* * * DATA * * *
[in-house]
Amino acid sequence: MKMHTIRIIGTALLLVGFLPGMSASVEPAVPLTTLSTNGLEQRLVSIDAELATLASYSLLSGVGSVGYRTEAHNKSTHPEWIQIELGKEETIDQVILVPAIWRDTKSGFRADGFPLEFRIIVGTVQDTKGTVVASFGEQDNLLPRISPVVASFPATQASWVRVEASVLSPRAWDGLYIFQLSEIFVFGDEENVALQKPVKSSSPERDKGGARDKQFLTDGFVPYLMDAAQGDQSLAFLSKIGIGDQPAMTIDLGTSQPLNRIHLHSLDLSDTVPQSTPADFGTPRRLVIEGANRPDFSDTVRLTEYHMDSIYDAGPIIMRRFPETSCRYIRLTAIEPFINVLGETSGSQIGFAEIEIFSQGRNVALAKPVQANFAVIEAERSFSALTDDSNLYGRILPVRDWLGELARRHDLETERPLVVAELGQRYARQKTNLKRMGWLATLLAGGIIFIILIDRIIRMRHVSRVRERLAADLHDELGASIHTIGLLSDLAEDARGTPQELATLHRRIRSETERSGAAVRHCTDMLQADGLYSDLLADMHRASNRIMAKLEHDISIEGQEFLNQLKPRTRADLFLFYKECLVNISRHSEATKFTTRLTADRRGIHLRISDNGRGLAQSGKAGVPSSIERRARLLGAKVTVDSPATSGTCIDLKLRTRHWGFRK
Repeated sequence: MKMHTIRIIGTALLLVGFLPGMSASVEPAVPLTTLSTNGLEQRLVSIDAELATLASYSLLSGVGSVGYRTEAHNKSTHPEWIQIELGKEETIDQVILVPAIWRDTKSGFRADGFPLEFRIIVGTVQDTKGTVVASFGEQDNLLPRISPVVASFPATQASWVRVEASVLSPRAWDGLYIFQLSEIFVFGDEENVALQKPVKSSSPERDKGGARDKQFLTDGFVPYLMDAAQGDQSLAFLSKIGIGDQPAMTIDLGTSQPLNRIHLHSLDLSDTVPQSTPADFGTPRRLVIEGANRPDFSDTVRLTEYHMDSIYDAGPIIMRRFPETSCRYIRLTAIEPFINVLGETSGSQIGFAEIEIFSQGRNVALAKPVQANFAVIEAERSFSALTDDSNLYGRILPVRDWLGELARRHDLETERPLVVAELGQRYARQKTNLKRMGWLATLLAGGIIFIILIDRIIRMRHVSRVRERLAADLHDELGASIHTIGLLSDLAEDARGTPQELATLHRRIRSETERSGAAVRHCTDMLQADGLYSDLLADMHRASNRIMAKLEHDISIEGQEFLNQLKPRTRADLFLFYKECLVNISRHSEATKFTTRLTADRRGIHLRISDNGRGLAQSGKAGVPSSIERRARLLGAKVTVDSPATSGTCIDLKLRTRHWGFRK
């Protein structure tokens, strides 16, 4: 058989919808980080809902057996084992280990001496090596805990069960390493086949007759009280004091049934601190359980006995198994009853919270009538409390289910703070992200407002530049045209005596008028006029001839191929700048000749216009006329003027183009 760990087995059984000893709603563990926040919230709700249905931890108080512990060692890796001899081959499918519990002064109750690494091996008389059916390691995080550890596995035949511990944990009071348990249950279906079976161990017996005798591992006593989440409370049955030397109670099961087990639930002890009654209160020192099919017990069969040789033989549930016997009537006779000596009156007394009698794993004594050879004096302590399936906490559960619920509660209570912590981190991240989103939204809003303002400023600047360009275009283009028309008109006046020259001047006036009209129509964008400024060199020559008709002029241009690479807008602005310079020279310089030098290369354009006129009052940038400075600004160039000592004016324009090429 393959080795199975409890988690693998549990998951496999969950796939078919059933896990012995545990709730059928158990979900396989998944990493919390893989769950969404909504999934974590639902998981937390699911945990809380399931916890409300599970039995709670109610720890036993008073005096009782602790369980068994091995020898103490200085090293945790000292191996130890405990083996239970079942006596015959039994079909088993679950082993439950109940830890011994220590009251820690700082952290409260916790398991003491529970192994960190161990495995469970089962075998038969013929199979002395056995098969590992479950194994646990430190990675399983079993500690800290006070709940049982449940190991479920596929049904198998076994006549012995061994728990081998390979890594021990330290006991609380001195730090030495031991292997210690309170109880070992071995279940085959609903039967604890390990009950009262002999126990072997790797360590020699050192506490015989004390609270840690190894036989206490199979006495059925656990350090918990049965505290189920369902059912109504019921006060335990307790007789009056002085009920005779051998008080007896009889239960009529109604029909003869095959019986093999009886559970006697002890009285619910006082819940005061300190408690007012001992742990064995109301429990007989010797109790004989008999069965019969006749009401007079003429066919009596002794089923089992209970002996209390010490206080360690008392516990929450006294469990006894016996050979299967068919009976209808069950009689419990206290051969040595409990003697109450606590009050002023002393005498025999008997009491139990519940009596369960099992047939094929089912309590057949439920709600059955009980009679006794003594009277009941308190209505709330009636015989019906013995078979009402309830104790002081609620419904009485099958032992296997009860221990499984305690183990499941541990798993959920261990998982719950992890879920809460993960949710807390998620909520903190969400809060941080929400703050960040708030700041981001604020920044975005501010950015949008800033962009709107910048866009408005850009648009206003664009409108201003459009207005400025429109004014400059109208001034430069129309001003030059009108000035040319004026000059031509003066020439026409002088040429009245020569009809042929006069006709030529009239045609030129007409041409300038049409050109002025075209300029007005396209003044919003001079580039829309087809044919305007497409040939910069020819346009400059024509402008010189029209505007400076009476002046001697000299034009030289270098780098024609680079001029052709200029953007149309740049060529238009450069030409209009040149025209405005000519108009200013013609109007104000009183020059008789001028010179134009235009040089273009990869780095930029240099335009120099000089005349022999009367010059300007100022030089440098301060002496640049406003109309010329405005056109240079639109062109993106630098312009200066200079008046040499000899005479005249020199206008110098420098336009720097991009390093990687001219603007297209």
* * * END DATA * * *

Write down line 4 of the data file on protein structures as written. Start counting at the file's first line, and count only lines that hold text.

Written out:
């Protein structure tokens, strides 16, 4: 058989919808980080809902057996084992280990001496090596805990069960390493086949007759009280004091049934601190359980006995198994009853919270009538409390289910703070992200407002530049045209005596008028006029001839191929700048000749216009006329003027183009 760990087995059984000893709603563990926040919230709700249905931890108080512990060692890796001899081959499918519990002064109750690494091996008389059916390691995080550890596995035949511990944990009071348990249950279906079976161990017996005798591992006593989440409370049955030397109670099961087990639930002890009654209160020192099919017990069969040789033989549930016997009537006779000596009156007394009698794993004594050879004096302590399936906490559960619920509660209570912590981190991240989103939204809003303002400023600047360009275009283009028309008109006046020259001047006036009209129509964008400024060199020559008709002029241009690479807008602005310079020279310089030098290369354009006129009052940038400075600004160039000592004016324009090429 393959080795199975409890988690693998549990998951496999969950796939078919059933896990012995545990709730059928158990979900396989998944990493919390893989769950969404909504999934974590639902998981937390699911945990809380399931916890409300599970039995709670109610720890036993008073005096009782602790369980068994091995020898103490200085090293945790000292191996130890405990083996239970079942006596015959039994079909088993679950082993439950109940830890011994220590009251820690700082952290409260916790398991003491529970192994960190161990495995469970089962075998038969013929199979002395056995098969590992479950194994646990430190990675399983079993500690800290006070709940049982449940190991479920596929049904198998076994006549012995061994728990081998390979890594021990330290006991609380001195730090030495031991292997210690309170109880070992071995279940085959609903039967604890390990009950009262002999126990072997790797360590020699050192506490015989004390609270840690190894036989206490199979006495059925656990350090918990049965505290189920369902059912109504019921006060335990307790007789009056002085009920005779051998008080007896009889239960009529109604029909003869095959019986093999009886559970006697002890009285619910006082819940005061300190408690007012001992742990064995109301429990007989010797109790004989008999069965019969006749009401007079003429066919009596002794089923089992209970002996209390010490206080360690008392516990929450006294469990006894016996050979299967068919009976209808069950009689419990206290051969040595409990003697109450606590009050002023002393005498025999008997009491139990519940009596369960099992047939094929089912309590057949439920709600059955009980009679006794003594009277009941308190209505709330009636015989019906013995078979009402309830104790002081609620419904009485099958032992296997009860221990499984305690183990499941541990798993959920261990998982719950992890879920809460993960949710807390998620909520903190969400809060941080929400703050960040708030700041981001604020920044975005501010950015949008800033962009709107910048866009408005850009648009206003664009409108201003459009207005400025429109004014400059109208001034430069129309001003030059009108000035040319004026000059031509003066020439026409002088040429009245020569009809042929006069006709030529009239045609030129007409041409300038049409050109002025075209300029007005396209003044919003001079580039829309087809044919305007497409040939910069020819346009400059024509402008010189029209505007400076009476002046001697000299034009030289270098780098024609680079001029052709200029953007149309740049060529238009450069030409209009040149025209405005000519108009200013013609109007104000009183020059008789001028010179134009235009040089273009990869780095930029240099335009120099000089005349022999009367010059300007100022030089440098301060002496640049406003109309010329405005056109240079639109062109993106630098312009200066200079008046040499000899005479005249020199206008110098420098336009720097991009390093990687001219603007297209």